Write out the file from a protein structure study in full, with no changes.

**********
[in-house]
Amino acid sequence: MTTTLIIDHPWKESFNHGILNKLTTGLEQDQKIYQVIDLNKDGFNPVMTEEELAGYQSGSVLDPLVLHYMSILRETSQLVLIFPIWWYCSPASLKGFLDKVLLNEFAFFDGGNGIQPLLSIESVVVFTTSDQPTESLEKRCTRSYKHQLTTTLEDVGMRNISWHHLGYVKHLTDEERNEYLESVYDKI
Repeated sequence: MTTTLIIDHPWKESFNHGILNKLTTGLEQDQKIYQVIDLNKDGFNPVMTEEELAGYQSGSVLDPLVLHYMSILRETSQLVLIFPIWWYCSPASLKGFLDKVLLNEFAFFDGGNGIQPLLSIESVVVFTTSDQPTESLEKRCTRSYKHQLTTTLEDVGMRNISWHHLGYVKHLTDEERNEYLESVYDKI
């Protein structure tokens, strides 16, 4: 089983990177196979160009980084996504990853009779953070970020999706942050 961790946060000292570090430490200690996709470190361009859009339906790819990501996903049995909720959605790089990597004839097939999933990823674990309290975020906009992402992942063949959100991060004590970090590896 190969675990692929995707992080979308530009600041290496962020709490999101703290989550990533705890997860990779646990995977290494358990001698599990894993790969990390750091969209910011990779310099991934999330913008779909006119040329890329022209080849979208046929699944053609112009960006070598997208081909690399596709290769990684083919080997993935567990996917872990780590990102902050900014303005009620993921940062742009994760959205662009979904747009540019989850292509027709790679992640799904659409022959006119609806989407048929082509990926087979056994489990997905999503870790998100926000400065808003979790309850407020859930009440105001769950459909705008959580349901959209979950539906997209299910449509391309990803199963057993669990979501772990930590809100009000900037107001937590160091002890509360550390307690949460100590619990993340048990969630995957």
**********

[in-house]
Amino acid sequence: MTTTLIIDHPWKESFNHGILNKLTTGLEQDQKIYQVIDLNKDGFNPVMTEEELAGYQSGSVLDPLVLHYMSILRETSQLVLIFPIWWYCSPASLKGFLDKVLLNEFAFFDGGNGIQPLLSIESVVVFTTSDQPTESLEKRCTRSYKHQLTTTLEDVGMRNISWHHLGYVKHLTDEERNEYLESVYDKI
Repeated sequence: MTTTLIIDHPWKESFNHGILNKLTTGLEQDQKIYQVIDLNKDGFNPVMTEEELAGYQSGSVLDPLVLHYMSILRETSQLVLIFPIWWYCSPASLKGFLDKVLLNEFAFFDGGNGIQPLLSIESVVVFTTSDQPTESLEKRCTRSYKHQLTTTLEDVGMRNISWHHLGYVKHLTDEERNEYLESVYDKI
């Protein structure tokens, strides 16, 4: 089983990177196979160009980084996504990853009779953070970020999706942050 961790946060000292570090430490200690996709470190361009859009339906790819990501996903049995909720959605790089990597004839097939999933990823674990309290975020906009992402992942063949959100991060004590970090590896 190969675990692929995707992080979308530009600041290496962020709490999101703290989550990533705890997860990779646990995977290494358990001698599990894993790969990390750091969209910011990779310099991934999330913008779909006119040329890329022209080849979208046929699944053609112009960006070598997208081909690399596709290769990684083919080997993935567990996917872990780590990102902050900014303005009620993921940062742009994760959205662009979904747009540019989850292509027709790679992640799904659409022959006119609806989407048929082509990926087979056994489990997905999503870790998100926000400065808003979790309850407020859930009440105001769950459909705008959580349901959209979950539906997209299910449509391309990803199963057993669990979501772990930590809100009000900037107001937590160091002890509360550390307690949460100590619990993340048990969630995957």